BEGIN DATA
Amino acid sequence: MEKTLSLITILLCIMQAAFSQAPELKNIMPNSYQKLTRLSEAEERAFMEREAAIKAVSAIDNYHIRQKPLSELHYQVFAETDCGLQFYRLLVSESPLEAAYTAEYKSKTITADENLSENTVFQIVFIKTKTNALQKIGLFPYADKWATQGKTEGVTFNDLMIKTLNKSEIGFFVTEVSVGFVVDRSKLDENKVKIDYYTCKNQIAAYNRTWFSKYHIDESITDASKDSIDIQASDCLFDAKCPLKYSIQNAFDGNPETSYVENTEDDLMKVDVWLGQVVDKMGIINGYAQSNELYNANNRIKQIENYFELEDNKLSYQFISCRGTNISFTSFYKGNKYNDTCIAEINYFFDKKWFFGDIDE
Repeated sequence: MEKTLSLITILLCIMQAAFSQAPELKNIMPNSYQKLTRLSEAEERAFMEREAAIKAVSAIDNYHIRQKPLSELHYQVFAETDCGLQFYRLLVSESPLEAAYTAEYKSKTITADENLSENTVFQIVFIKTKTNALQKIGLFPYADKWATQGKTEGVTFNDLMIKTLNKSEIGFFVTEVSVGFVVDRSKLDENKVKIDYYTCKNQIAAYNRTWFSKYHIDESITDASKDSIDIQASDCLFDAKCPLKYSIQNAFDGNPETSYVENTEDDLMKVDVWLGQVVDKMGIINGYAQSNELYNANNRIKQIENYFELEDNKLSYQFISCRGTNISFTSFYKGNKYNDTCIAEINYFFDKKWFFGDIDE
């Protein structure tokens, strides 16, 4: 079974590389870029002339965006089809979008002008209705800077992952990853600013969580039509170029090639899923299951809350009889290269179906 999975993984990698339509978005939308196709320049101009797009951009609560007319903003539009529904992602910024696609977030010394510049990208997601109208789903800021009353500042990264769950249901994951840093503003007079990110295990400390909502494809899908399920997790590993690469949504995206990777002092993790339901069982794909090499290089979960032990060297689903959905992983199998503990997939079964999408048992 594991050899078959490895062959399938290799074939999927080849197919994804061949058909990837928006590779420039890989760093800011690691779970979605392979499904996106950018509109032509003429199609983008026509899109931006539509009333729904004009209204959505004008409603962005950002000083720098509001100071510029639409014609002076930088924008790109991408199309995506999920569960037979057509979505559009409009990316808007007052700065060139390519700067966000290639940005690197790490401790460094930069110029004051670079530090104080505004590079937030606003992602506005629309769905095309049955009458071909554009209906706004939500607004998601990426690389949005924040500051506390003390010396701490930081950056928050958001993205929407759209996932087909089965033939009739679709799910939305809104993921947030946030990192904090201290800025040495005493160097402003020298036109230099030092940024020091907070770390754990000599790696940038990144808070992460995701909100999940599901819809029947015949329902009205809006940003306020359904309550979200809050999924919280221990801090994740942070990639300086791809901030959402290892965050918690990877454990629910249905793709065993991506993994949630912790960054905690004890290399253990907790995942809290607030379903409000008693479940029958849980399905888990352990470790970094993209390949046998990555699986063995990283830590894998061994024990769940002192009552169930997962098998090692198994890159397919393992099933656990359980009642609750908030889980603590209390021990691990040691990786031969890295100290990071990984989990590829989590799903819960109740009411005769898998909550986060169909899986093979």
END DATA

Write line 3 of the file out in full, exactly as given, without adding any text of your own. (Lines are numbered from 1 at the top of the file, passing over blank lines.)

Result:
């Protein structure tokens, strides 16, 4: 079974590389870029002339965006089809979008002008209705800077992952990853600013969580039509170029090639899923299951809350009889290269179906 999975993984990698339509978005939308196709320049101009797009951009609560007319903003539009529904992602910024696609977030010394510049990208997601109208789903800021009353500042990264769950249901994951840093503003007079990110295990400390909502494809899908399920997790590993690469949504995206990777002092993790339901069982794909090499290089979960032990060297689903959905992983199998503990997939079964999408048992 594991050899078959490895062959399938290799074939999927080849197919994804061949058909990837928006590779420039890989760093800011690691779970979605392979499904996106950018509109032509003429199609983008026509899109931006539509009333729904004009209204959505004008409603962005950002000083720098509001100071510029639409014609002076930088924008790109991408199309995506999920569960037979057509979505559009409009990316808007007052700065060139390519700067966000290639940005690197790490401790460094930069110029004051670079530090104080505004590079937030606003992602506005629309769905095309049955009458071909554009209906706004939500607004998601990426690389949005924040500051506390003390010396701490930081950056928050958001993205929407759209996932087909089965033939009739679709799910939305809104993921947030946030990192904090201290800025040495005493160097402003020298036109230099030092940024020091907070770390754990000599790696940038990144808070992460995701909100999940599901819809029947015949329902009205809006940003306020359904309550979200809050999924919280221990801090994740942070990639300086791809901030959402290892965050918690990877454990629910249905793709065993991506993994949630912790960054905690004890290399253990907790995942809290607030379903409000008693479940029958849980399905888990352990470790970094993209390949046998990555699986063995990283830590894998061994024990769940002192009552169930997962098998090692198994890159397919393992099933656990359980009642609750908030889980603590209390021990691990040691990786031969890295100290990071990984989990590829989590799903819960109740009411005769898998909550986060169909899986093979």